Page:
On May 21st the European consortium CATCH ME (Characterizing Atrial fibrillation by Translating into STI Health Causes Modifiers in the Elderly) was launched at the office of the European Society of Cardiology in Brussels. The aim of this project is to improve the prevention, diagnosis and treatment of patients with atrial fibrillation and its complications. Dr. Lluís Mont, coordinator of Atrial Fibrillation Unit of the Hospital Clinic of Barcelona, participates in this project, coordinated by the University of Birmingham (UK). Horizon 2020, which is the largest EU research and innovation programme, supports the consortium with a 5 Mio Euro grant over the consortium’s duration of 4 years.
Hospital Clínic participates in a European project for the prevention and treatment of atrial fibrillation
An IDIBAPS-Clínic study shows for the first time the benefits of the Google-Pubmed “big data” in systemic autoimmune diseases geoepidemiology
The big data is changing the landscape of scientific research, also in medicine, where in areas such as epidemiology and genetics allows analyzing total or almost total populations in studies that can be relatively basic (determine the impact of a specific disease in a population) or very complex (analyzing the effectiveness of new drugs on a whole population or large-scale genetic research).
Now a geoepidemiologic autoimmune study conducted on 394.827 patients with systemic autoimmune diseases (SAD) led by the Systemic Autoimmune Diseases IDIBAPS team, the Transverse Group for research in Primary Care from IDIBAPS and CAPSBE, and the Hospital Clínic, in co-operation with Tel Aviv University, King’s College University of London and the Harvard Medical School in Boston, shows the results of a massive data search using Google and Pubmed in combination, and the benefits that can be obtained for medical research on systemic autoimmune diseases (SAD). The study is available online in the journal Autoimmunity Reviews.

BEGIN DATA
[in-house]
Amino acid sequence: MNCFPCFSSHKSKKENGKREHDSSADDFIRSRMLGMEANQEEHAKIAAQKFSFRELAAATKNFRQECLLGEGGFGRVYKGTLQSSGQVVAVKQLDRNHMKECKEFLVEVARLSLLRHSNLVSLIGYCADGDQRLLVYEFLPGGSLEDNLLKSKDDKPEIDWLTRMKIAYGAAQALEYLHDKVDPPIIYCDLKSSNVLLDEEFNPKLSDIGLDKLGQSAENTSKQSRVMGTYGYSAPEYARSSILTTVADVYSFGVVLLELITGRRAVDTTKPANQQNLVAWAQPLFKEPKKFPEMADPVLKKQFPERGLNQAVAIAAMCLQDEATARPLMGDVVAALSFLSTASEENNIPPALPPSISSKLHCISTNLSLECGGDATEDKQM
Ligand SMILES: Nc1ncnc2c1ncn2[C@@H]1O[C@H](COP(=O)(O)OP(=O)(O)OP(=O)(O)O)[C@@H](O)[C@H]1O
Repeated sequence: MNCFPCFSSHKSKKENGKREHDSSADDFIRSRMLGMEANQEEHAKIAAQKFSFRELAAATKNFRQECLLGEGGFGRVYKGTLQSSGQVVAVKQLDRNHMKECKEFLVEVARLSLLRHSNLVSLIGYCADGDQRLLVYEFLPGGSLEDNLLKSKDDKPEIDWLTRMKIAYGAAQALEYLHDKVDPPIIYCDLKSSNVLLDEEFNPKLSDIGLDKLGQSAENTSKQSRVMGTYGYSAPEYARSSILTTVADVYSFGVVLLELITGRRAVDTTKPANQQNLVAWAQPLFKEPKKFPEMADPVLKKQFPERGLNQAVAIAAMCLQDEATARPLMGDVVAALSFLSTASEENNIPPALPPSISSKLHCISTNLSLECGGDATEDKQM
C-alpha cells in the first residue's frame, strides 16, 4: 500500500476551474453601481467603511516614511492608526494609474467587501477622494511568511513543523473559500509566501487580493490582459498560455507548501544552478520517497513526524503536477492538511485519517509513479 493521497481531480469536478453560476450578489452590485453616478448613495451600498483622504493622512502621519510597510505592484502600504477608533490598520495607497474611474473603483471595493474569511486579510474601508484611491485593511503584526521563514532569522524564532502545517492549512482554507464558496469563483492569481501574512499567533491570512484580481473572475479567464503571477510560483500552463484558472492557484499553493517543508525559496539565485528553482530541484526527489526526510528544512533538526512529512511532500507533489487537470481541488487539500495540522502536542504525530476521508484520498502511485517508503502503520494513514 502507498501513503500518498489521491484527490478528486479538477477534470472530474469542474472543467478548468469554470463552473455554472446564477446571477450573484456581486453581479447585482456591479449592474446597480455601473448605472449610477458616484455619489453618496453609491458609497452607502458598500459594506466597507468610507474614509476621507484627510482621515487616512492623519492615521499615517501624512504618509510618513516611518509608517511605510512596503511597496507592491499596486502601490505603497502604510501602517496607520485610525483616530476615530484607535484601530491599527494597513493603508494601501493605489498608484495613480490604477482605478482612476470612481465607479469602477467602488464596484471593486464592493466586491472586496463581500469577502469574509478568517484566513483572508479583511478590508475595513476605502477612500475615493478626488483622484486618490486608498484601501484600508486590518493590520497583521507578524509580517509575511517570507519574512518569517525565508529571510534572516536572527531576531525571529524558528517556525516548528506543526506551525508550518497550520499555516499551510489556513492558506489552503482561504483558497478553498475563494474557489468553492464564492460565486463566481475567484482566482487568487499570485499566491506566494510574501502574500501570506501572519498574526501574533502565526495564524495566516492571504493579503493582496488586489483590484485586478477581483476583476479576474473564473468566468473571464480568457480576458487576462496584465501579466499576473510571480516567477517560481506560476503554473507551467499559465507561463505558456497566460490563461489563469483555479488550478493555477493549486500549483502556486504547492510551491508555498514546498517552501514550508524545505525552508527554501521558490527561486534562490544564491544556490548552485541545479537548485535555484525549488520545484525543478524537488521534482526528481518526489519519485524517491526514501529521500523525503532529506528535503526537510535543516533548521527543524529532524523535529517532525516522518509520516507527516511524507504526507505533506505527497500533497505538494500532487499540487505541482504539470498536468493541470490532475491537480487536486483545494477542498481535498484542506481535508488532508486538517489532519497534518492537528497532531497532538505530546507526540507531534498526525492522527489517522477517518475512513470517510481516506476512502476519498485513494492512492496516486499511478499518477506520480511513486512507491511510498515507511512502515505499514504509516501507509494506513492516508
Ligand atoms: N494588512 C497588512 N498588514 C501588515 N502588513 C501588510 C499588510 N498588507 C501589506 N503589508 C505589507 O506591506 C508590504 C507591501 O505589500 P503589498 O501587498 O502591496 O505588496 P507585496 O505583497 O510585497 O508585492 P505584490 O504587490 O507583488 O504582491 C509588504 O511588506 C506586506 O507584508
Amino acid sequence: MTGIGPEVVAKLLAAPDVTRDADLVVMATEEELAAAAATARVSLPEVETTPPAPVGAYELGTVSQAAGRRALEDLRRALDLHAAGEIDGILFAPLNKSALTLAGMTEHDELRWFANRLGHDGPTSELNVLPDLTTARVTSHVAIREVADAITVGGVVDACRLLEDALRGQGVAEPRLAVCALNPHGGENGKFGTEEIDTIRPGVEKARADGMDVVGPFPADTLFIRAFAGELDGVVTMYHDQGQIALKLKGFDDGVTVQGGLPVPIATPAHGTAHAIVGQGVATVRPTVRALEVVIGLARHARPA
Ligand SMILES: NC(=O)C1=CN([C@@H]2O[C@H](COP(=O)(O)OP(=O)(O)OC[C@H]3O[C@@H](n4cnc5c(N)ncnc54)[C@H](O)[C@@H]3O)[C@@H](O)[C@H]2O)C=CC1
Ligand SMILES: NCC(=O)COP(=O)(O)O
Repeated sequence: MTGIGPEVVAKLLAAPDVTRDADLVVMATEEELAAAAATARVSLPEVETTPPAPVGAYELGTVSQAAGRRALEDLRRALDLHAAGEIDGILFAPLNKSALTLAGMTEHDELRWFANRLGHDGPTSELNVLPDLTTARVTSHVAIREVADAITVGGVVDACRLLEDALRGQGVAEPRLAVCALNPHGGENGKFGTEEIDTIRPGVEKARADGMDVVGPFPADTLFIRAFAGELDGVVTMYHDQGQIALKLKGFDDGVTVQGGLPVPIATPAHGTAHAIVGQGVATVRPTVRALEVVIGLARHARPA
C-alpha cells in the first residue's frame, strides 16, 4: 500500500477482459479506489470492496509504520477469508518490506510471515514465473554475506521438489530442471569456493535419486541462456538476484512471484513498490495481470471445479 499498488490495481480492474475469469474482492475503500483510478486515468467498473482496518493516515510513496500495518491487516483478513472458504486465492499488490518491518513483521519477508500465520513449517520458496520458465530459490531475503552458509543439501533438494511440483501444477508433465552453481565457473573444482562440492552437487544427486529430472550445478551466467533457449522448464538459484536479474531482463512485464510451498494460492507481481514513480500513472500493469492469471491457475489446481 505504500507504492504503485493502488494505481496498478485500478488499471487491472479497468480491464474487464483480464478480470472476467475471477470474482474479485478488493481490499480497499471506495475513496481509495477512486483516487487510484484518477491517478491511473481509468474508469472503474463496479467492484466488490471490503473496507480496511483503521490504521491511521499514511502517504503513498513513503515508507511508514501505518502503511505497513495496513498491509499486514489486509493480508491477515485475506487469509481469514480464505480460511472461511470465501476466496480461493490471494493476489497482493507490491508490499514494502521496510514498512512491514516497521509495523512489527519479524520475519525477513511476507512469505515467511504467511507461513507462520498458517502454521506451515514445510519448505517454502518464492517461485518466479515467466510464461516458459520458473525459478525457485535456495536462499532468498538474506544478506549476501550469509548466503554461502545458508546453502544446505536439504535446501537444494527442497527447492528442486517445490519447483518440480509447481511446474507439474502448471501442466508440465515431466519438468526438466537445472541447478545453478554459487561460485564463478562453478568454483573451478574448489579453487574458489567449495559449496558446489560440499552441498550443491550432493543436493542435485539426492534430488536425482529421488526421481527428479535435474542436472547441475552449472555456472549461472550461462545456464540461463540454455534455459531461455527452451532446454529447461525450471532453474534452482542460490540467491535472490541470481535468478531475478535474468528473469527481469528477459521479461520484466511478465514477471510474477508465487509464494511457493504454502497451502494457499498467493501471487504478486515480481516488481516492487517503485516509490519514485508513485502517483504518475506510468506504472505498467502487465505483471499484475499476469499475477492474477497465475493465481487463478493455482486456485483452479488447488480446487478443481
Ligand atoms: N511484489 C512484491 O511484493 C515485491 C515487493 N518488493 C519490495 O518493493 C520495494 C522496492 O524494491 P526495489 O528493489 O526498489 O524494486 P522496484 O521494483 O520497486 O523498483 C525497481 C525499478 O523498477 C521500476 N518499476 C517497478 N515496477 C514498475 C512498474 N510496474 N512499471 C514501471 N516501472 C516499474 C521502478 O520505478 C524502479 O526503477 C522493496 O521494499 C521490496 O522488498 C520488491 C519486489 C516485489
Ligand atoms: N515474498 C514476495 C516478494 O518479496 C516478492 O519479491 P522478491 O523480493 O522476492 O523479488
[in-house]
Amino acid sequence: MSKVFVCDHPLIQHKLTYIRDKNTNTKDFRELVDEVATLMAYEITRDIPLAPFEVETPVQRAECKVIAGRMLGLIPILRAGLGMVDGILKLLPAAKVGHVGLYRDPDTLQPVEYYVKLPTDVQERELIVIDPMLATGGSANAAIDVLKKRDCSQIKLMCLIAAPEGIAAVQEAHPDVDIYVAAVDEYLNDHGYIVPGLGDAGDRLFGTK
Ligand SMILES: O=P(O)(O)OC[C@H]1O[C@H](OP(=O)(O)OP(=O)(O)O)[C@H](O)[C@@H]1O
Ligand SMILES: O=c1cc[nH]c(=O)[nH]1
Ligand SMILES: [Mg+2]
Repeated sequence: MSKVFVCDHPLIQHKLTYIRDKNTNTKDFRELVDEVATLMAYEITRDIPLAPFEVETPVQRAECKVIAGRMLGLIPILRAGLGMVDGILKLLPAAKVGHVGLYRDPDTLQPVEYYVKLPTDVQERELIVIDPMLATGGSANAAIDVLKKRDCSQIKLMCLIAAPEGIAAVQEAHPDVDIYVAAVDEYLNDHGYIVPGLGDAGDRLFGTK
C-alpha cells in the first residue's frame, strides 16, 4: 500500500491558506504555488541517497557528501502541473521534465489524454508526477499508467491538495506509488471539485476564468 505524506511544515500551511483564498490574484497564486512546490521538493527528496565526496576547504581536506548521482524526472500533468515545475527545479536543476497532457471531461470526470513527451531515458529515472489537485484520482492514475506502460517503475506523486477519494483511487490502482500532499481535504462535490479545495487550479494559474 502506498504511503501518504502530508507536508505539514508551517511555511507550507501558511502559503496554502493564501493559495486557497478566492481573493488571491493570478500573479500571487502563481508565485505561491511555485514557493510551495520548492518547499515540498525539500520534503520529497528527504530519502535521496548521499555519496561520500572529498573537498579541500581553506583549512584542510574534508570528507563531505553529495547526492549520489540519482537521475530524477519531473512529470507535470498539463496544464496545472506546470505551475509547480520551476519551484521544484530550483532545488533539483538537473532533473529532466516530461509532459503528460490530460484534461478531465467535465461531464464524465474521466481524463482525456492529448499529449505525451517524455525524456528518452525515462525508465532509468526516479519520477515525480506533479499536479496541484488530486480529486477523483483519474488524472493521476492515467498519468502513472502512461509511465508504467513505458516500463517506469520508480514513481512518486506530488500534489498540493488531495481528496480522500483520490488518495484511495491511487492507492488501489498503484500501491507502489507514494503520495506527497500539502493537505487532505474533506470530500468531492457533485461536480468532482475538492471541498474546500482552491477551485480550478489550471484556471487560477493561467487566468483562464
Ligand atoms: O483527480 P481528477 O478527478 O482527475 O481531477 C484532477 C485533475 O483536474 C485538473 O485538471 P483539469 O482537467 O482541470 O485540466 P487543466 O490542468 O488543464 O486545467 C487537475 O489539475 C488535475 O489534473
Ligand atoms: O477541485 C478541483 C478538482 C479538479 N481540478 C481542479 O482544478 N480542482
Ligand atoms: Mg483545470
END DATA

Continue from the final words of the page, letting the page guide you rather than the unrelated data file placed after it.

An article in the Journal JAMA Internal Medicine shows the benefits of the Mediterranean diet to prevent or delay cognitive impairment associated with aging that eventually ends in dementia or Alzheimer’s disease. The study, derived from PREDIMED nutritional intervention (Prevention with Mediterranean Diet) reveals that, after a 4 years follow-up, people who followed the Mediterranean diet supplemented with extra virgin olive oil or mixed nuts had better cognitive function than those allocated in the control low-fat diet. Dr. Emili Ros, from the Endocrinology and Nutrition Department of the Hospital Clínic and leader of the Hypertension, lipids and cardiovascular risk IDIBAPS team, has coordinated this work whose first author is Dr. Cinta Valls-Pedret, specialist in Neuropsychology at the Lipids Unit in Hospital Clínic.
A group of researchers from IDIBAPS and the Imperial College London have developed, for the first time, a collection of the genome regions that contain the instructions for the pancreas development in the human embryo. There are included both the genes and those regions of the genome, called enhancers, that act as a kind of switches and play a key role in the genes activation or deactivation. The analysis of these switches has revealed a new mechanism that promotes the formation of the pancreas. In the article, published in the journal Nature Cell Biology, a model of stem cells differentiated to pancreatic progenitor cells, has also been validated which will facilitate the study of this organ in vitro from now on. Dr. Jorge Ferrer, head of the Genomic Programming of Beta Cells and Diabetes team at IDIBAPS and the Imperial College London, coordinates this study in which has also participated Dr. Meritxell Rovira, researcher in the same group at IDIBAPS.
IDIBAPS has been recognized with the HR Excellence in Research label, within the framework of the action Human Resources Strategy for Researchers (HRS4R) of the European Commission (EC). This award is granted to research institutions that voluntarily implement improvements to their HR practices to get closer to the principles set out in the European Charter and Code for Researchers.
Researchers from Hospital Clinic, IDIBAPS, Hospital Sant Joan de Deu of Barcelona and the Institute for Bioengineering of Catalonia (IBEC), have participated in a study led by scientists from the Salk Institute in La Jolla (California) where molecular “scissors” have been used to remove mitochondrial mutations in mouse eggs cells. The study, led by Dr. Juan Carlos Izpisúa-Belmonte, Professor professor in Salk’s Gene Expression Laboratory, was published yesterday in the presitgious journal Cell.